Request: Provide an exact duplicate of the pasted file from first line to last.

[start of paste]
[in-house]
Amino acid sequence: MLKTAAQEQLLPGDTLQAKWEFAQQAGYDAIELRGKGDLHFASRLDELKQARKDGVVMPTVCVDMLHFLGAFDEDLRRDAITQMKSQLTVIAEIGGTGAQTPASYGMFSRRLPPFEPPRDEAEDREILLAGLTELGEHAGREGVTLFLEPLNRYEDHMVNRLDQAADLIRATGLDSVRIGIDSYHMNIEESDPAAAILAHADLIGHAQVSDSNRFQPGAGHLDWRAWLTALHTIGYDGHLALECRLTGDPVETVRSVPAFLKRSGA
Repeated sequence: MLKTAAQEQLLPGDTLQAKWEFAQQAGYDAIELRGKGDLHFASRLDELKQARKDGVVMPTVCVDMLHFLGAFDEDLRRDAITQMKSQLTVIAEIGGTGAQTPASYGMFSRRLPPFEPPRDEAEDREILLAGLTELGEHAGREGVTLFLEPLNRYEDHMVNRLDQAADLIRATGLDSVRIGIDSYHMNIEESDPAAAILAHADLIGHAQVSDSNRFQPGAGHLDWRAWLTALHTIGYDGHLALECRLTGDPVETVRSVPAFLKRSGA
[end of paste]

[in-house]
Amino acid sequence: MLKTAAQEQLLPGDTLQAKWEFAQQAGYDAIELRGKGDLHFASRLDELKQARKDGVVMPTVCVDMLHFLGAFDEDLRRDAITQMKSQLTVIAEIGGTGAQTPASYGMFSRRLPPFEPPRDEAEDREILLAGLTELGEHAGREGVTLFLEPLNRYEDHMVNRLDQAADLIRATGLDSVRIGIDSYHMNIEESDPAAAILAHADLIGHAQVSDSNRFQPGAGHLDWRAWLTALHTIGYDGHLALECRLTGDPVETVRSVPAFLKRSGA
Repeated sequence: MLKTAAQEQLLPGDTLQAKWEFAQQAGYDAIELRGKGDLHFASRLDELKQARKDGVVMPTVCVDMLHFLGAFDEDLRRDAITQMKSQLTVIAEIGGTGAQTPASYGMFSRRLPPFEPPRDEAEDREILLAGLTELGEHAGREGVTLFLEPLNRYEDHMVNRLDQAADLIRATGLDSVRIGIDSYHMNIEESDPAAAILAHADLIGHAQVSDSNRFQPGAGHLDWRAWLTALHTIGYDGHLALECRLTGDPVETVRSVPAFLKRSGA